For the past 15 years, Advance Memphis has worked to empower adults from the 38126 community to move up the economic ladder. We’ve helped folks find jobs, save money, add marketable skills. But for 15 years we’ve heard our neighbors ask us to help them start their own businesses. This year, Advance is finally taking our neighbors up on the offer.
Last year, while exploring ways to create new jobs, Advance sent a group of residents (grads from our program) and summer interns to Chattanooga for a conference on job creation. One of the conference sponsors was an organization called LAUNCH Chattanooga, which has helped individuals start over 50 businesses in the last four years by offering classes and other services in traditionally under-served areas. When our neighbors met the staff and some of the entrepreneurs of LAUNCH, they knew that they’d found a program they’d like to see come back to Memphis. And so with the help of LAUNCH Chattanooga, this spring Advance Memphis offered our first ever LAUNCH class for entrepreneurs.
Fourteen individuals signed up for the 10-week class that met every Monday for three hours. The main requirement was that each participant came with a business idea. Some came with existing businesses, others with ideas that they’d dreamed of but never acted on. In addition to two staff, the class also included six LAUNCH mentors and a half dozen guest speakers. This support team brought real world entrepreneurship experience into the class each week, as participants actively strategized about their businesses’ primary products, customer problems, value proposition, “pitch,” and financial projections. Each session, participants tested their ideas in class by talking to potential customers.
By the end of the class, eight folks graduated, representing the following businesses:
Just a few weeks after class, we’ve seen folks make, produce, and sell their first tutu or cut down their first large tree; register and license new businesses; book DJ gigs and purchase new sound equipment; talk to up to 42 different potential customers over the course of the class; show up at night in the rain to get a staff person’s keys out of their locked car; and register Facebook pages and emails. But most importantly, we’ve seen people light up with the excitement at seeing their dream, based on their gifts, abilities, and hard work, begin to become a reality.
Walking with our neighbors in entrepreneurship makes all sorts of sense for Advance. Not only economically, where small businesses can provide jobs for the owners and others (LAUNCH Chattanooga’s 52 entrepreneurs have hired an additional 32 people, for instance), as well as helping under-employed or under-paid employees bridge the gap between what they currently earn and what their family needs. LAUNCH makes sense because Advance has always sought to help the poor primarily by empowering low-income individuals to recognize and build off their own assets and abilities, to see themselves as image-bearers with unique gifts and talents. So often in our city and world the poor are treated as deficits and problems to be solved; what better than entrepreneurship to remind our neighbors, and us, that our neighbors can use their assets and gifts to reach their goals and give back to their communities? Furthermore, the Bible presents us with a rich history of God’s people seeking to ensure that everyone in the community has access to work and even ownership of assets to provide basic security, relative equity, and full-participation in the life of the community. Think of the Jubilee laws and the seven year cycle of debt forgiveness, or the prophetic vision that in the last days everyone would sit under their own vine and fig tree, with no one to make them afraid. There is no perfect silver bullet for the problems facing our community, but given our philosophical commitment to asset-based community development and our theological commitment to seeing God’s people use their God-given gifts to add value in the community, LAUNCH is an effort that’s here to stay in 38126.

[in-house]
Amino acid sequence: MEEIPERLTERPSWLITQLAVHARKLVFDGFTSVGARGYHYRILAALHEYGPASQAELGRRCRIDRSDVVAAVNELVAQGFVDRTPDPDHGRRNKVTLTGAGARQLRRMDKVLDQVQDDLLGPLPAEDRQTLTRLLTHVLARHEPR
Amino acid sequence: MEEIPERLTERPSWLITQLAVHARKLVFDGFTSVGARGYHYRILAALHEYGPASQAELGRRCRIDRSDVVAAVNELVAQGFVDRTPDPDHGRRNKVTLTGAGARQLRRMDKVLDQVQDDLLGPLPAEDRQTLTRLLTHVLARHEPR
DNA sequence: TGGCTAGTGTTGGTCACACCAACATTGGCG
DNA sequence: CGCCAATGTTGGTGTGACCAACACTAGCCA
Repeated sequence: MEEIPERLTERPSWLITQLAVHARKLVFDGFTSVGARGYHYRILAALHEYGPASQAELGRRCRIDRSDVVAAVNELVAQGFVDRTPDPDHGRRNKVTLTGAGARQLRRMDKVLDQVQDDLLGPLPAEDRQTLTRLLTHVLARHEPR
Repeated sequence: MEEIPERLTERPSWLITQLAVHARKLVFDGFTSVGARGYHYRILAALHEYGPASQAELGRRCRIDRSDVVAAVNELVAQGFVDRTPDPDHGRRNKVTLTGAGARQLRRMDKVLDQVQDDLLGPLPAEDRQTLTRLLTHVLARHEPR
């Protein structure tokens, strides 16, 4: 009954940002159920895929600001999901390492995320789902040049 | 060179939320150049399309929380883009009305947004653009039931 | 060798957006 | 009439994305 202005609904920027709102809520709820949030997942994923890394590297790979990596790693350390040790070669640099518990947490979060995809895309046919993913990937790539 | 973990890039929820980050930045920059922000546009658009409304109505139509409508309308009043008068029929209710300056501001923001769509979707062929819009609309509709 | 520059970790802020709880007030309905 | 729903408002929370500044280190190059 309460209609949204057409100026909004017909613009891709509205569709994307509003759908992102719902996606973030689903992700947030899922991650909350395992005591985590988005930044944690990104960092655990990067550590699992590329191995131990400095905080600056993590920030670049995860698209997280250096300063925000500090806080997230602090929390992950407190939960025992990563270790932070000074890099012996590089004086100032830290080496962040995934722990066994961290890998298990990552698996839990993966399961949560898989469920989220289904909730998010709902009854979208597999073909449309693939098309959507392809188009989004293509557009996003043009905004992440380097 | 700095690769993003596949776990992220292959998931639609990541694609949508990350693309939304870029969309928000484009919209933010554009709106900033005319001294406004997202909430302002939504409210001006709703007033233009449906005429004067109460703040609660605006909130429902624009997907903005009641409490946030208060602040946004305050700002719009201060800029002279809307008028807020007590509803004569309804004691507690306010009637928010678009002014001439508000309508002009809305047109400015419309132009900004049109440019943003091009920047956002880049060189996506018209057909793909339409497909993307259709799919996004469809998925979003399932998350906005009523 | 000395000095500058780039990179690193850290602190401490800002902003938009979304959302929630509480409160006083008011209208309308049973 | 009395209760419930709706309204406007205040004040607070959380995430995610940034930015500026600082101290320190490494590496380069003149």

Will you join us? Will you help us figure out how to support our first eight entrepreneurs and the next 800 after them? Will you consider empowering a neighbor to provide for themselves by buying from these businesses? Would you consider mentoring an entrepreneur, helping some of our entrepreneurs market their services in your network, or just pray for them as they move forward, gain confidence, make mistakes, overcome them, and move towards God’s dream for themselves and their city? Together we can work towards a community where everybody who wants to work can provide for themselves, their family, and give back to their community. Walking with our neighbors in entrepreneurship is one step in that journey. Let’s take it.